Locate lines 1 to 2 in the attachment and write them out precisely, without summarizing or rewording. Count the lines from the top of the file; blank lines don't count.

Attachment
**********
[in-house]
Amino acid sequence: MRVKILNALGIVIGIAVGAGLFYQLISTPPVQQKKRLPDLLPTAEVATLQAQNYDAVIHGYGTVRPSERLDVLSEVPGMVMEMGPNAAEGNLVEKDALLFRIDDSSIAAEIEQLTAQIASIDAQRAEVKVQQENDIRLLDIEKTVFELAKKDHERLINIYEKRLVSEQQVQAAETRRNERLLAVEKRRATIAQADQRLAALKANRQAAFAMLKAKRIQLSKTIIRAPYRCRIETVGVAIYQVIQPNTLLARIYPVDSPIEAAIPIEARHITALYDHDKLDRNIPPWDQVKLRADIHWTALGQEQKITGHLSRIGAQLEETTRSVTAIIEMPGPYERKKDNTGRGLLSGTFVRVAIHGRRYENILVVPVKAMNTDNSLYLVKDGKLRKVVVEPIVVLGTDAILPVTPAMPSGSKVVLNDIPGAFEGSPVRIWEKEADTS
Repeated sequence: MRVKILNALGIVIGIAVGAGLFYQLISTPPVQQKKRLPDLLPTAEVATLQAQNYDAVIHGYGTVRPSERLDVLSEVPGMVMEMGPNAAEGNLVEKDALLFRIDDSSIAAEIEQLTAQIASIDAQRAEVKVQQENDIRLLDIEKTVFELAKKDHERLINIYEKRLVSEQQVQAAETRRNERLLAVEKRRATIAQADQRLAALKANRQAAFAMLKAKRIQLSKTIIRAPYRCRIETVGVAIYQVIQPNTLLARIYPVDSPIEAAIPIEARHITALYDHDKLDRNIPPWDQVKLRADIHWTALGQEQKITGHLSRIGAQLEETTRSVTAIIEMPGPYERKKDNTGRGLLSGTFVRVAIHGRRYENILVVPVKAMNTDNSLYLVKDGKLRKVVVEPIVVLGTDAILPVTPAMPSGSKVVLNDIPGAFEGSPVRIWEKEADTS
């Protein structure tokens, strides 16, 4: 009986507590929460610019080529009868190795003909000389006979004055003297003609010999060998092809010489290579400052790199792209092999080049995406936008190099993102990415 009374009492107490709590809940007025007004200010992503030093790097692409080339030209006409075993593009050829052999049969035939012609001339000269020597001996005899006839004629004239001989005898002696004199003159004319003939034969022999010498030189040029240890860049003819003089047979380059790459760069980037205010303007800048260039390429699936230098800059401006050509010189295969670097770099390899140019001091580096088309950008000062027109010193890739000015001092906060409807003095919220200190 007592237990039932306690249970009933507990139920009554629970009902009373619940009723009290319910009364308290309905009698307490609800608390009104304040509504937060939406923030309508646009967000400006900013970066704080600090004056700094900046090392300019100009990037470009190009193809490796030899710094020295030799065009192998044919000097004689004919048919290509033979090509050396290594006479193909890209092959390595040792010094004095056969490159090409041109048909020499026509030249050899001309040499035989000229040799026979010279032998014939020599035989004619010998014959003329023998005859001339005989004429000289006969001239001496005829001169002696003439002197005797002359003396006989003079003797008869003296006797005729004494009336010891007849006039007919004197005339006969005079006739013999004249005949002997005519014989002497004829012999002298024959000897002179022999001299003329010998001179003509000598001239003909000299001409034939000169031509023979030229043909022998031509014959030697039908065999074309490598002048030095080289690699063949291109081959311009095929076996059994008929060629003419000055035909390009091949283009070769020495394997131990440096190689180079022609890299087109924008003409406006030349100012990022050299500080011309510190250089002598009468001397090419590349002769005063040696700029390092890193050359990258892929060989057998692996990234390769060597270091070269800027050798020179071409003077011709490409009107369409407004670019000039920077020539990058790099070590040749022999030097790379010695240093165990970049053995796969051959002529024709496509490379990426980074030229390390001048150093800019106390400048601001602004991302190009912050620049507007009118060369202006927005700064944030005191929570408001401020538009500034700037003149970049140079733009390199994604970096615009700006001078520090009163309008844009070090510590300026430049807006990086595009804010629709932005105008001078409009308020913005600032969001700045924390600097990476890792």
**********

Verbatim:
[in-house]
Amino acid sequence: MRVKILNALGIVIGIAVGAGLFYQLISTPPVQQKKRLPDLLPTAEVATLQAQNYDAVIHGYGTVRPSERLDVLSEVPGMVMEMGPNAAEGNLVEKDALLFRIDDSSIAAEIEQLTAQIASIDAQRAEVKVQQENDIRLLDIEKTVFELAKKDHERLINIYEKRLVSEQQVQAAETRRNERLLAVEKRRATIAQADQRLAALKANRQAAFAMLKAKRIQLSKTIIRAPYRCRIETVGVAIYQVIQPNTLLARIYPVDSPIEAAIPIEARHITALYDHDKLDRNIPPWDQVKLRADIHWTALGQEQKITGHLSRIGAQLEETTRSVTAIIEMPGPYERKKDNTGRGLLSGTFVRVAIHGRRYENILVVPVKAMNTDNSLYLVKDGKLRKVVVEPIVVLGTDAILPVTPAMPSGSKVVLNDIPGAFEGSPVRIWEKEADTS